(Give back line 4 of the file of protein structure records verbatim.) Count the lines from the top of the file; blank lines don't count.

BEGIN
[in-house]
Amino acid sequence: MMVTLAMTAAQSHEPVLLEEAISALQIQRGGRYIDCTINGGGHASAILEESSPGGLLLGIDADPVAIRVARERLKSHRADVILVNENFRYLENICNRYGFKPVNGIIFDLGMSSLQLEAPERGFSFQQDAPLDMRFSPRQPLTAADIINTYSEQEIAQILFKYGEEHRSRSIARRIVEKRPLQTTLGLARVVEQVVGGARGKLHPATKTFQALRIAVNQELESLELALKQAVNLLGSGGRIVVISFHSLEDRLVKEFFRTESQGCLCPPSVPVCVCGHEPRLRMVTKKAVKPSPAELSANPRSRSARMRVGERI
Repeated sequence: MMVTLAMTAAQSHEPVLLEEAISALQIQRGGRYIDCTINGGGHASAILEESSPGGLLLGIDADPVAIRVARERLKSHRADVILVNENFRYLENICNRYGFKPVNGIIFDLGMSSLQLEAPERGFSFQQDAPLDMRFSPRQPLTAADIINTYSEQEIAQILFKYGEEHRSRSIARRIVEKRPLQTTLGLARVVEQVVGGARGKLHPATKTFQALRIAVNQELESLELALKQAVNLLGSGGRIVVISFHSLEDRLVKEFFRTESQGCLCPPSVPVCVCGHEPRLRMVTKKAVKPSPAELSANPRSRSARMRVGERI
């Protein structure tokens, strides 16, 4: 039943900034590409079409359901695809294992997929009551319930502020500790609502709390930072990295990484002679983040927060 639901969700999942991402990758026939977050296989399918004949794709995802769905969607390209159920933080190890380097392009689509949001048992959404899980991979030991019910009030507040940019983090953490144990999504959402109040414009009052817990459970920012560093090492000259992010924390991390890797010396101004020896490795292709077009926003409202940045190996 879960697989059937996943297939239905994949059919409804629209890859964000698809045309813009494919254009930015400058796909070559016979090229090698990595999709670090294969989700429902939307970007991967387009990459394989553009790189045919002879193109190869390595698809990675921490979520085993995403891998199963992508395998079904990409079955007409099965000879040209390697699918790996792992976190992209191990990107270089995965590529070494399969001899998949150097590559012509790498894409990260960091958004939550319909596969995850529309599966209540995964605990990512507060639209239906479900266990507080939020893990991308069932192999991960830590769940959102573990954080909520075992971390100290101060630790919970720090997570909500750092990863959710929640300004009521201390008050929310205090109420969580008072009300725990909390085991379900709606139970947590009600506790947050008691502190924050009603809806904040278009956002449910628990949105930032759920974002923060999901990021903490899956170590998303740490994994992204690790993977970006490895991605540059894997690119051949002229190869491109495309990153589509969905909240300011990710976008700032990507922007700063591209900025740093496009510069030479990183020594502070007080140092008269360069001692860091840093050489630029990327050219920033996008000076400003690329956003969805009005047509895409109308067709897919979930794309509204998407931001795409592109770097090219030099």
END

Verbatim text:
């Protein structure tokens, strides 16, 4: 039943900034590409079409359901695809294992997929009551319930502020500790609502709390930072990295990484002679983040927060 639901969700999942991402990758026939977050296989399918004949794709995802769905969607390209159920933080190890380097392009689509949001048992959404899980991979030991019910009030507040940019983090953490144990999504959402109040414009009052817990459970920012560093090492000259992010924390991390890797010396101004020896490795292709077009926003409202940045190996 879960697989059937996943297939239905994949059919409804629209890859964000698809045309813009494919254009930015400058796909070559016979090229090698990595999709670090294969989700429902939307970007991967387009990459394989553009790189045919002879193109190869390595698809990675921490979520085993995403891998199963992508395998079904990409079955007409099965000879040209390697699918790996792992976190992209191990990107270089995965590529070494399969001899998949150097590559012509790498894409990260960091958004939550319909596969995850529309599966209540995964605990990512507060639209239906479900266990507080939020893990991308069932192999991960830590769940959102573990954080909520075992971390100290101060630790919970720090997570909500750092990863959710929640300004009521201390008050929310205090109420969580008072009300725990909390085991379900709606139970947590009600506790947050008691502190924050009603809806904040278009956002449910628990949105930032759920974002923060999901990021903490899956170590998303740490994994992204690790993977970006490895991605540059894997690119051949002229190869491109495309990153589509969905909240300011990710976008700032990507922007700063591209900025740093496009510069030479990183020594502070007080140092008269360069001692860091840093050489630029990327050219920033996008000076400003690329956003969805009005047509895409109308067709897919979930794309509204998407931001795409592109770097090219030099």